Saenuri fails to purge Park loyalists

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Saenuri fails to purge Park loyalists


Rep. In Myung-jin, interim head of the Saenuri Party, is surrounded by reporters leaving the National Assembly in Yeouido, western Seoul, Friday, after failing to convene a standing committee to select members of an emergency council. [YONHAP]

Saenuri interim chief In Myung-jin’s move to purge party lawmakers aligned with the pro-Park Geun-hye faction suffered a setback on Friday as he failed to convene the party standing committee to select members of the emergency council, apparently due to pro-Park members’ obstruction.

In, who was named last month as head of the Saenuri’s emergency council to contain damage to the party caused by an unprecedented abuse of power scandal that led to the president’s impeachment, unexpectedly announced a plan the day before to convene the standing committee Friday.

In’s calling for the convention came after core Park loyalists refused to defect, despite In’s demand that they do so by Friday to take responsibility for the Choi-gate scandal.

The 70-year-old pastor’s demand was scoffed at by key members of the pro-Park faction, especially eight-term-lawmaker Suh Chung-won, who went so far as to call In “dictatorial” and a “lying pastor.”

In’s plan to convene the standing committee was foiled because the number of standing committee members who showed up at the meeting at the National Assembly fell two seats short. Of the 51 Saenuri standing committee members, at least 26 needed to attend the committee meeting Friday - 24 showed up.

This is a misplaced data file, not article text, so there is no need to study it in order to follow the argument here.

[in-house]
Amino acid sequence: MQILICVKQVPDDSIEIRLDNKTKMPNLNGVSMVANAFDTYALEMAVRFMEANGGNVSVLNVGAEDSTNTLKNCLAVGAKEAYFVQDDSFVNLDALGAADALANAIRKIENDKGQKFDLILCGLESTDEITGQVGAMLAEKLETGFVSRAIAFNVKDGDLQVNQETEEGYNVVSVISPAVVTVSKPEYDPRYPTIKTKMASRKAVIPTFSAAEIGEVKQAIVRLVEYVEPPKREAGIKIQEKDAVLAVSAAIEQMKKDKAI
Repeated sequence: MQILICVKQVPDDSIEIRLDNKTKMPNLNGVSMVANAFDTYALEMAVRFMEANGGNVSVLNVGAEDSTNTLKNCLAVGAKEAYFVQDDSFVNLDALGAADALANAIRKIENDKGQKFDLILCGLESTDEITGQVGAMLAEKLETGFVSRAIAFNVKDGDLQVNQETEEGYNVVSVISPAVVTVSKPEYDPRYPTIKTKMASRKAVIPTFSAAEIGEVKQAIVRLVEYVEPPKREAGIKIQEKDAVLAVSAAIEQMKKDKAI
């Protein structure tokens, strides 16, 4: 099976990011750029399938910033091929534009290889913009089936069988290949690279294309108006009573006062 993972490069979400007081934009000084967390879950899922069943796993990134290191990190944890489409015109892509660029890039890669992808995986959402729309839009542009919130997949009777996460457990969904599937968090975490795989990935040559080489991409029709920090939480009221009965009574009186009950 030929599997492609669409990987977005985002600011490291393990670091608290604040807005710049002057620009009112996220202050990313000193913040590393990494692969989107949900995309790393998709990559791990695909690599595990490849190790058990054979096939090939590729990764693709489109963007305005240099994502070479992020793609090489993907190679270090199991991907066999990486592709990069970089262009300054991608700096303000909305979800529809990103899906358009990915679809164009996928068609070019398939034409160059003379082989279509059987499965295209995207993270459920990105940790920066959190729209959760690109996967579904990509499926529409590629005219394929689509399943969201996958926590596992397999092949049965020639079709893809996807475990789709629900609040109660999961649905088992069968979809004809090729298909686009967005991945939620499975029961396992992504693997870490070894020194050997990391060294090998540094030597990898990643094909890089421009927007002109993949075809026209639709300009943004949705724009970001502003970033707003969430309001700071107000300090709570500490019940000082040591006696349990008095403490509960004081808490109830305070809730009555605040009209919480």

The Saenuri leadership had planned to convene the meeting at 2 p.m. but as the number fell short, In and other party leadership members waited nearly two hours before giving up on the event.

If the committee meeting had been held, its members would have appointed In’s emergency council. The emergency council would then have named members of the Saenuri’s ethics committee. In was anticipating the ethics committee members would suspend the party memberships of key Park loyalists, or recommend that they leave.

Since In’s ultimatum, issued on Dec. 30, former Saenuri chief Lee Jung-hyun and five-term lawmaker Jeong Kab-yoon submitted their defection notices to the party and about 40 Saenuri lawmakers considered pro-Park stated they would follow In’s decision. But Suh and Choi, considered the two foremost pro-Park lawmakers, vowed to stay and accused In of causing internal strife. The Saenuri leadership held pro-Park members directly accountable for the failed attempt to hold the committee meeting.

“What happened today exposed the true face of those within the party who put this country in ruins,” said In, referring to pro-Park members. Saenuri floor leader Chung Woo-taik said there were attempts by party members to keep their vested interest in the party at a time when the party was struggling to win back public trust. “We will reconvene the meeting next week,” said Chung.

The failure to convene the session raised speculation that In might declare he was done with the Saenuri Party out of disappointment and protest against pro-Park members. But In said he would contemplate what he could do to make the Saenuri move forward and would soon lay out his plan.

While In and other leadership members accused Park supporters of having obstructed the party meeting, the pro-Park faction denied this. One associate of Choi Kyung-hwan, former finance minister and a longtime Park loyalist, was quoted by the JoongAng Ilbo as saying that Choi “had nothing to do with the failed meeting.”

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